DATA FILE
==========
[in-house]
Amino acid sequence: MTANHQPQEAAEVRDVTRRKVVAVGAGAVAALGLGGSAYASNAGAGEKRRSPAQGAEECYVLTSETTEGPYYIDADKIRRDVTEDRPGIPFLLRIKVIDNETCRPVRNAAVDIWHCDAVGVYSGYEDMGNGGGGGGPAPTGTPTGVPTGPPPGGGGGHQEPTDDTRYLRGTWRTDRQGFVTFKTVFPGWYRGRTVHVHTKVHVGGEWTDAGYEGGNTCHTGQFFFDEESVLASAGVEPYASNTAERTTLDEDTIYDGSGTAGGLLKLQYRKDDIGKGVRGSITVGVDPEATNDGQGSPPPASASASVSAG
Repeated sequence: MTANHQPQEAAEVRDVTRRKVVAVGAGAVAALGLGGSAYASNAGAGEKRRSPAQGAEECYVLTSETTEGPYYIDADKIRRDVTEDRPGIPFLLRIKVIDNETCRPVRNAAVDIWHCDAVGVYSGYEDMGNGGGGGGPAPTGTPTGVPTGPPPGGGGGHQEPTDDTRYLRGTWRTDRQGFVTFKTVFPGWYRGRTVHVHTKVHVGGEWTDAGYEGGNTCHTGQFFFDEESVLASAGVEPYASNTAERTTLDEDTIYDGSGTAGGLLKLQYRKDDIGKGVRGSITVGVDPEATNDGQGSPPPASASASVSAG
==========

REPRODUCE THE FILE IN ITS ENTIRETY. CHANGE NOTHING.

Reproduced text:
[in-house]
Amino acid sequence: MTANHQPQEAAEVRDVTRRKVVAVGAGAVAALGLGGSAYASNAGAGEKRRSPAQGAEECYVLTSETTEGPYYIDADKIRRDVTEDRPGIPFLLRIKVIDNETCRPVRNAAVDIWHCDAVGVYSGYEDMGNGGGGGGPAPTGTPTGVPTGPPPGGGGGHQEPTDDTRYLRGTWRTDRQGFVTFKTVFPGWYRGRTVHVHTKVHVGGEWTDAGYEGGNTCHTGQFFFDEESVLASAGVEPYASNTAERTTLDEDTIYDGSGTAGGLLKLQYRKDDIGKGVRGSITVGVDPEATNDGQGSPPPASASASVSAG
Repeated sequence: MTANHQPQEAAEVRDVTRRKVVAVGAGAVAALGLGGSAYASNAGAGEKRRSPAQGAEECYVLTSETTEGPYYIDADKIRRDVTEDRPGIPFLLRIKVIDNETCRPVRNAAVDIWHCDAVGVYSGYEDMGNGGGGGGPAPTGTPTGVPTGPPPGGGGGHQEPTDDTRYLRGTWRTDRQGFVTFKTVFPGWYRGRTVHVHTKVHVGGEWTDAGYEGGNTCHTGQFFFDEESVLASAGVEPYASNTAERTTLDEDTIYDGSGTAGGLLKLQYRKDDIGKGVRGSITVGVDPEATNDGQGSPPPASASASVSAG